The National Puzzlers’ League (NPL) is a nonprofit organization focused on puzzling, primarily in the realm of word play and word games. Founded in 1883, it is the oldest puzzlers’ organization in the world. It originally hosted semiannual conventions in February and September of each year, but conventions are now held annually, in July.
On July 4, 1883, twenty-eight word puzzlers, mostly young men, met at Pythagoras Hall in New York City and founded the Eastern Puzzlers’ League; they then celebrated the event by paying a penny each to walk across the newly dedicated Brooklyn Bridge. Renamed the National Puzzlers’ League in 1920, the organization has been in continuous existence ever since that first meeting and is the oldest puzzlers’ organization in the world.
The league’s official publication began as The Eastern Enigma. It originally contained few, if any, puzzles, and instead reported on business transacted at puzzlers’ conventions, presented verses and skits composed by members, and relayed debates on the controversial puzzling topics of the day, such as obsolete words, esoteric references, and new types of puzzles.
Early editors rarely served more than a year at a time, and the publication schedule was often irregular. The January 1900 issue initiated a puzzle department called “Penetralia”, which appeared regularly until 1903. “Penetralia” was resumed in the February 1910 issue, when The Eastern Enigma began monthly publication, and has continued to appear ever since. On the organization’s name change, the magazine was retitled “The Enigma”; it continues to be published monthly and has now reached over 1200 issues.
A puzzle renaissance in the 1920s and 1930s led to a high point in NPL membership, during which it adopted the slogan “The National Intellectual Pastime of America”. In 1935, president Everett M. Smith invented the word Pneumonoultramicroscopicsilicovolcanoconiosis at the annual League meeting. The biennial conventions were covered by major newspapers and wire services. During World War II, the Signal Intelligence Service recruited several NPL members as government cryptographers based on their puzzling experience.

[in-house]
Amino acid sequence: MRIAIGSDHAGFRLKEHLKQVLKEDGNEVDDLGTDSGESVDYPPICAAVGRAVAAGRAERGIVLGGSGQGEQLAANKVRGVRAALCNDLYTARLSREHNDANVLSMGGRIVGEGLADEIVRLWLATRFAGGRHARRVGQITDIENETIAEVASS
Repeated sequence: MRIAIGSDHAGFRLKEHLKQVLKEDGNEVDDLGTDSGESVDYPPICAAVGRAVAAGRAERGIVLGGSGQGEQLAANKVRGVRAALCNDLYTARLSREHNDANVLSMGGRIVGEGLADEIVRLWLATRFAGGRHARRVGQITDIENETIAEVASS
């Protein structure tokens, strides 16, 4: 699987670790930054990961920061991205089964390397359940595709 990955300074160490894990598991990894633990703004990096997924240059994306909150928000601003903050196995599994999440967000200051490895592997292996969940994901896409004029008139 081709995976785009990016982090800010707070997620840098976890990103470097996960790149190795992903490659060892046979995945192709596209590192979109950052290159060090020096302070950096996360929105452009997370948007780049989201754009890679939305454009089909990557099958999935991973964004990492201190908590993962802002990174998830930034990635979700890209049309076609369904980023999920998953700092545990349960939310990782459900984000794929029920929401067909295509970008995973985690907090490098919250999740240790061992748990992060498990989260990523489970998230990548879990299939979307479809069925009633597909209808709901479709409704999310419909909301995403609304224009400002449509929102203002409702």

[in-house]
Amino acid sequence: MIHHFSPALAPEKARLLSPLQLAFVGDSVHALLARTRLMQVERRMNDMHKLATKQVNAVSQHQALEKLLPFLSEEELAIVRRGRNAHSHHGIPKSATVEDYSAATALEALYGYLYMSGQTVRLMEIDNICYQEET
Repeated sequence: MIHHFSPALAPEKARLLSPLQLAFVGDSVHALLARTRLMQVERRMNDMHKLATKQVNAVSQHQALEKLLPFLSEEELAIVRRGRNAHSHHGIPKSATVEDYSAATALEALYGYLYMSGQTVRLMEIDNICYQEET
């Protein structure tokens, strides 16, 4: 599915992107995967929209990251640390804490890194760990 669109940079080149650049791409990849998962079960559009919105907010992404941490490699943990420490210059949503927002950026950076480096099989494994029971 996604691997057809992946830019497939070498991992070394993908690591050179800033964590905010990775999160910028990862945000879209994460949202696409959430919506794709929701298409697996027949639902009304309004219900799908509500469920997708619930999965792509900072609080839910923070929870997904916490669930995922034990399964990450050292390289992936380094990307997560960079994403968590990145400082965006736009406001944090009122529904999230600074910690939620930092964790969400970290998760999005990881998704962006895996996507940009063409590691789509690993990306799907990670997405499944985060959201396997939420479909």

In the 1960s, membership slumped significantly, but began rebounding in the “modern” puzzling era with the promotional efforts of Dmitri Borgmann, Ross Eckler, and others. Many of the leading puzzle editors and constructors in America are members; author and member Willard Espy said of the league’s expertise, “I’m a little nervous talking about wordplay with this group …. it’s like talking about religion with God.”
The NPL website: http://www.puzzlers.org/dokuwiki/doku.php?id=start
From the NPL website:
This is the website of The National Puzzlers’ League. We’re an eclectic crowd who enjoy all forms of wordplay and are continuing the traditions – and making our own – in “The World’s Oldest Puzzlers’ Organization”
Whatever wordplay delights you…palindromes, cryptograms, crossword-type puzzles, cryptic crosswords, anagrams, poetry writing, discovering the word SCHOOLED has the letters in the words SHOE and COLD perfectly interlaced…you’ll probably find it in our monthly publication, The ENIGMA.
If you would like to see examples of the kind of puzzles that are published in The ENIGMA, then take a look at our online minisample. We have also begun a showcase of representative verse puzzles from current issues; or you might like to look at some of The Best Anagrams from the Enigma published in The ENIGMA over the last one hundred odd years. We are collecting member-written puzzles that are not all as easy or as verse-oriented.
If you are into puzzles and stuff, you should consider join the NPL. Membership is only $30 a year for non-US residence (I am a member). As a member, you will receive an issue of The ENIGMA every month.